Date: 21 February 2021
By: Brigitte Nowicki
Did you know that the vagus nerve is the longest nerve in the body and has fibers spanning from your brain stem which split into two branches through the head, down the spine, acting like fiber-optic cables that send instructions to monitor and control your organs and their functioning.
‘Vagus’ comes from the Latin word for ‘wandering’, like a vagabond, it wanders from your brain to organs all over your body ie larynx, pharynx, esophagus, tongue, ears, lungs, gut, heart, liver, spleen, gallbladder, kidney, pancreas, intestines, reproductive organs, and ureter.
It signals in both directions and is the command center of your parasympathetic nervous systems which controls your ability to relax and recover from stress. Like a muscle, it can be strengthened by stimulation or weakened by lack thereof. You can have an overactive or underactive vagal response, with a weak vagal nerve tone being associated with depression, heart attacks, loneliness and inflammation.
What does the Vagus Nerve do?
— Emotionally connects the gut to your brain. Your vagus nerve in your GI Tract sends messages to your brain, including those that deal with stress, anxiety and fear, hence the term “gut feeling”, a real phenomenon.
— Stress Management ie The Sympathetic or Fight or Flight Response, releases Cortisol and Adrenalin into your body resulting in increased alertness, energy, blood pressure, heart rate and breathing rate. The Vagus nerve is part of the Parasympathetic or Rest and Digest response which brings your body back to a relaxed state ie Reduces heart rate (ie the body’s natural pacemaker), normalizes breathing, stimulates saliva flow and constricts bronchi
— Helps with memory. Studies have shown that stimulating your vagal nerve helps strengthen and consolidate memories.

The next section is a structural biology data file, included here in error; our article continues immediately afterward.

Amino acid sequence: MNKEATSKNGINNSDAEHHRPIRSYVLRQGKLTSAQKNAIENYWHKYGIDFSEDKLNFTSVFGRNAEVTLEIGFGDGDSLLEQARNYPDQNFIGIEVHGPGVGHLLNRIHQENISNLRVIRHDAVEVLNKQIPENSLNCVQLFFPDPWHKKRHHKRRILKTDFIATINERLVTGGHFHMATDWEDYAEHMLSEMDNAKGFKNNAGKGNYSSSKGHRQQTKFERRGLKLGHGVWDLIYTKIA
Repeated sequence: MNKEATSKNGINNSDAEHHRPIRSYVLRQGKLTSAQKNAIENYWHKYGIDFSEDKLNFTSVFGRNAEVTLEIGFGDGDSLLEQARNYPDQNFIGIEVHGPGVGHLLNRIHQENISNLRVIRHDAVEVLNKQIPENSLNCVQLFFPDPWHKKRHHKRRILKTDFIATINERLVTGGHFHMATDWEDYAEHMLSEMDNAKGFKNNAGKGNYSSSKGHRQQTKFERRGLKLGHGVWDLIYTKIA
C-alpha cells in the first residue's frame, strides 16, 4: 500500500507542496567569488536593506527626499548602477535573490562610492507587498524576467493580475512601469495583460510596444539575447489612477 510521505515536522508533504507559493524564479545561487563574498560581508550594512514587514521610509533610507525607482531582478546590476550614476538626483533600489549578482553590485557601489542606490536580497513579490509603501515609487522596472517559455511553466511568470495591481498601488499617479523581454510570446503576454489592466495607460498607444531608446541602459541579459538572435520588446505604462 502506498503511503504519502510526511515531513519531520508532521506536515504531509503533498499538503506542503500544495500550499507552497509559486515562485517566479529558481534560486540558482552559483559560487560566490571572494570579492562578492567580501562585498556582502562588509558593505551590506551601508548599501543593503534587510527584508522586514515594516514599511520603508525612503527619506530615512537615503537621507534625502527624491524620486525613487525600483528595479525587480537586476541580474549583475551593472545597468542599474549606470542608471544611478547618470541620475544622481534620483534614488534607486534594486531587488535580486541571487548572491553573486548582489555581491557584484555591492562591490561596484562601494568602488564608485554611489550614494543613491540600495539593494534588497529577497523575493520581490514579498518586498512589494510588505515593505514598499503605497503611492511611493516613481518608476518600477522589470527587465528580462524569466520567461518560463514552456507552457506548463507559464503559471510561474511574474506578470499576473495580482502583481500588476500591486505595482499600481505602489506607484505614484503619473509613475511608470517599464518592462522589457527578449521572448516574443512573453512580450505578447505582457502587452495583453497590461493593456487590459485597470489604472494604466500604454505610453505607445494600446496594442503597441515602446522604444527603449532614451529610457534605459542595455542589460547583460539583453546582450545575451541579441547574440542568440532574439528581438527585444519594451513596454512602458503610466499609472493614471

— Reduces Inflammation: Not the normal inflammation that follows injury or illness, but an overabundance of inflammation that leads to issues like rheumatoid arthritis, allergies, heart disease, diabetes, cancer and other inflammatory responses.
— Improves mood, heart rate, digestion and immune response
— Sensory Functions ie:
Ways to stimulate the Vagus nerve
People with a stronger vagus response are more prone to a quicker recovery after stress, injury, or illness. Also, research shows that stimulating the vagus nerve can help with inflammation, depression, loneliness and abnormal heart rhythm and heart attacks. About 60% of your vagal nerve tone is genetic, leaving 40% that you can impact! Here are some ways to do that!
Fainting and Dizziness Caused by Overstimulation
Overstimulation is caused by an overreaction to the below stress triggers, can cause a sudden drop in heart rate and blood pressure resulting in dizziness or fainting.
Signs of a Weak or damaged Vagus Nerve
Vagal nerve signals can become weak or the nerve can become irritated due to heavy metal toxicity, poor posture, hiatal hernia, excess alcohol, stress and brain trauma eg concussion. The following are signs of a weak vagal nerve tone or misregulated firing of the nerve.